CC: As a foodie, what advice do you have for millennials that are looking to eat healthier on a budget? Since you’ve started your blog, what have you learned about time management when it comes to creating, planning, filming and producing segments for your blog and YouTube channel? How do you hope to see At Taylor’s Table evolve, and what are you ultimate goals as a young chef?
TH: I really started cooking for myself in college when it was more affordable for me to cook than to go to Chick-fil-A. When I started working, I always took my lunch to the office, which were usually leftovers from the night before, while my co-workers bought lunch at the nearby salad bar or sandwich shop. I thought it was crazy that they were paying $10 for a bowl of lettuce, cucumbers, tomatoes and oil and vinegar. Cooking for yourself will always be more affordable than eating out: it really just revolves around managing your time to plan meals, shop and cook. I love eating out myself, but I save money for places that serve consistently good food and are unique, not at places like Chipotle or Panera Bread.
I don’t have any long-term plans yet for At Taylor’s Table. I just hope that home cooks, like myself, can watch the videos and read the articles on the blog and gain a new kitchen or cooking technique that they didn’t know before, be inspired to try new recipes, or just have a good laugh at my frequent use of the word “awesome.”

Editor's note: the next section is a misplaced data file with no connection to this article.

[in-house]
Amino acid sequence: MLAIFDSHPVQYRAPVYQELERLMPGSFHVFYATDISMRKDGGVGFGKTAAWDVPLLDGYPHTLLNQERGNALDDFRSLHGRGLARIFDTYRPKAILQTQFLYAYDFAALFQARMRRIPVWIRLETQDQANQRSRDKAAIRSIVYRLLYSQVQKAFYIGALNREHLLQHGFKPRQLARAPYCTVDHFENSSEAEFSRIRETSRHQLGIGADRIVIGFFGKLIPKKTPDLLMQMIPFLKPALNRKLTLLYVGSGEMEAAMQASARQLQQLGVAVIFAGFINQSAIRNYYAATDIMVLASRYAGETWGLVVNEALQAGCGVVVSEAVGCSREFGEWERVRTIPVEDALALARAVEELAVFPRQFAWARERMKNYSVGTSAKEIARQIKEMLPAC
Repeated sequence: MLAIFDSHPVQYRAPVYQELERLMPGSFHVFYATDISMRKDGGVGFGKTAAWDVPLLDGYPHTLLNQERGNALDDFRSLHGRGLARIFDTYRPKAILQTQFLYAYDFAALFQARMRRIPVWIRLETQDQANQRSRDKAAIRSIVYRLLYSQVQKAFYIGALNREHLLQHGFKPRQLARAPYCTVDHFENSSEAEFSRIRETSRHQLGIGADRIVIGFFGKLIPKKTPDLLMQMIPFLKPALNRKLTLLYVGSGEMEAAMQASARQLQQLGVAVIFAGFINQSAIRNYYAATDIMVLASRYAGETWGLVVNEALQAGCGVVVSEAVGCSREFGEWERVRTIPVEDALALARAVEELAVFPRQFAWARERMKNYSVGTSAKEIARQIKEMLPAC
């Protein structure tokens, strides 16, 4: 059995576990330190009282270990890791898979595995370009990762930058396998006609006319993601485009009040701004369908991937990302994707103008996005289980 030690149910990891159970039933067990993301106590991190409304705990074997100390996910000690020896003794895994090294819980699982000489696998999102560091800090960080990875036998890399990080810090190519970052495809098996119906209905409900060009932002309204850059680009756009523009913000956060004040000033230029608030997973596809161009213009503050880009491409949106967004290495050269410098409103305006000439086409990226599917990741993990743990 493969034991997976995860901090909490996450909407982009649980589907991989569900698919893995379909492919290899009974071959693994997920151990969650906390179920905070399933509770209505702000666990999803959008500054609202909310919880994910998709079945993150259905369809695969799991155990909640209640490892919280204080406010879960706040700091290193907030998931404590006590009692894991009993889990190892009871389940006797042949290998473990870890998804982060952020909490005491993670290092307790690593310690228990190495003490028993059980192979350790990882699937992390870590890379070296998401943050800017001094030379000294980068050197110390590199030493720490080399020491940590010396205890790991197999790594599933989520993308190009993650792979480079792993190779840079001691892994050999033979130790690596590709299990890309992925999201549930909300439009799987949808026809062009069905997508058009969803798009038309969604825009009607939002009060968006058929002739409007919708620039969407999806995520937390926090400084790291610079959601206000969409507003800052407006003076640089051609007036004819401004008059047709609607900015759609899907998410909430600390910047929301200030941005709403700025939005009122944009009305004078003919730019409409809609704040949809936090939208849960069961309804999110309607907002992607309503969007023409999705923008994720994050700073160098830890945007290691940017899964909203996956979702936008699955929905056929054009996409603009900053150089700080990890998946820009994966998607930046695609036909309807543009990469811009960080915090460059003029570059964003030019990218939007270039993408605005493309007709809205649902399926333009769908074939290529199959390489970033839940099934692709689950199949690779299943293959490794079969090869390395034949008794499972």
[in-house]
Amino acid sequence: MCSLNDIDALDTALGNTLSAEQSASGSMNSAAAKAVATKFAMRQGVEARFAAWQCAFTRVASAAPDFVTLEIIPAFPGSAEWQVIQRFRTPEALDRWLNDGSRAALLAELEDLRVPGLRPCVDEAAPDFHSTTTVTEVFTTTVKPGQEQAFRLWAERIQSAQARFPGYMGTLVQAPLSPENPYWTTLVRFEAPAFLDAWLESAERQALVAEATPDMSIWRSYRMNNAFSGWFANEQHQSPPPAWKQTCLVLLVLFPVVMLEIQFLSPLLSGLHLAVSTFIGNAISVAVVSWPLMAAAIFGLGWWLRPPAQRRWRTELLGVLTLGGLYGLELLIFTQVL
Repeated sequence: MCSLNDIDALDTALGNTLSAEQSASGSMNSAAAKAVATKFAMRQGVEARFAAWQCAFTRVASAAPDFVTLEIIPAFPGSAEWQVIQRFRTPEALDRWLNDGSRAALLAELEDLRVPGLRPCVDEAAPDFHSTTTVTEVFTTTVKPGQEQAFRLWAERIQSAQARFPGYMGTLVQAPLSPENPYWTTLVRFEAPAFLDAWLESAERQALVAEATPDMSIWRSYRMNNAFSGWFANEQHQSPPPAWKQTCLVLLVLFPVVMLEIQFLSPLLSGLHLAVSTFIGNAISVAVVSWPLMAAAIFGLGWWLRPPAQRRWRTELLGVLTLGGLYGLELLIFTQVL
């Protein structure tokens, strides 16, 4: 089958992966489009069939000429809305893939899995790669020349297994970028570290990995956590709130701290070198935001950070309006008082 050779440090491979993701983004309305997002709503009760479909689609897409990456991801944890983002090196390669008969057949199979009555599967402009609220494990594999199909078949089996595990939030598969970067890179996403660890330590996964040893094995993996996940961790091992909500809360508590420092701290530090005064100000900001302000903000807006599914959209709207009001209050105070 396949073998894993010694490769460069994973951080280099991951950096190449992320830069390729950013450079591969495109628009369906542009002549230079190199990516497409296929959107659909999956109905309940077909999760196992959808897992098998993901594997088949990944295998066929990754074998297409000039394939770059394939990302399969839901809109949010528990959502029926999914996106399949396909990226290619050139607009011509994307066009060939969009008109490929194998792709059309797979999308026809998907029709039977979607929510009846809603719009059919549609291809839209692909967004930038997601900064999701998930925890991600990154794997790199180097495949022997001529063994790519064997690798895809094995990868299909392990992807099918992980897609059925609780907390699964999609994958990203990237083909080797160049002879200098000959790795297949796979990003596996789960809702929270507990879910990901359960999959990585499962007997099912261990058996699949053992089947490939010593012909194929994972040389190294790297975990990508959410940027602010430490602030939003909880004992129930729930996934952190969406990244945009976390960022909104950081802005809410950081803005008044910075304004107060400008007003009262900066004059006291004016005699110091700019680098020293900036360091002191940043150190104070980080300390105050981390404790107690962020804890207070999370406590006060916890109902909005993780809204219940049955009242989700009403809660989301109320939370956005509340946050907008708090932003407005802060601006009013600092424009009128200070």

The great thing about working where I am now is that I get to be a sponge, and am learning from the chefs and cooks that have been doing what they are good at for years. Who knew that smoked almonds, sweet piquillo peppers, garlic and sherry vinegar could make a sauce to rival pesto. Or that lavender tastes heavenly in an apricot marmalade. You notice how ridiculously excited I am about this stuff? This is the excitement I’ve been looking for ever since graduating. My goal as a home cook is to never stop learning – even when I do master the cinnamon roll recipe I have had in a folder for years. Years.
Oh, and yeast breads scare me.
To Taylor, being a “Millennial on a Mission” means living a life that embodies her goals, passions and pursuits. And she knows that this can be difficult in a society that values a very linear path to success, meaning going to college, finding a job right after and spending the next 40+ years climbing the ladder. “I used to get so frustrated with my mother during our phone conversations while I was still working in corporate,” Taylor says. “I’d cry, complain and vent to her about how unhappy I was. I wanted her to tell me to quit and to leave to pursue my passions in cooking, writing and traveling.” I know that many millennials can completely agree with Taylor on this, and can get a bit annoyed when we are told to “stick it out” for a few years because the benefits are good ad we shouldn’t complain about having a job in the first place.
“I love my mom, and while she genuinely has my best interests at heart, I had to learn to take what she and others said with a grain of salt, and to start listening to my own intuition,” Taylor concludes. “You only know what’s best for you: not your mom, your dad, your best friend or employer.”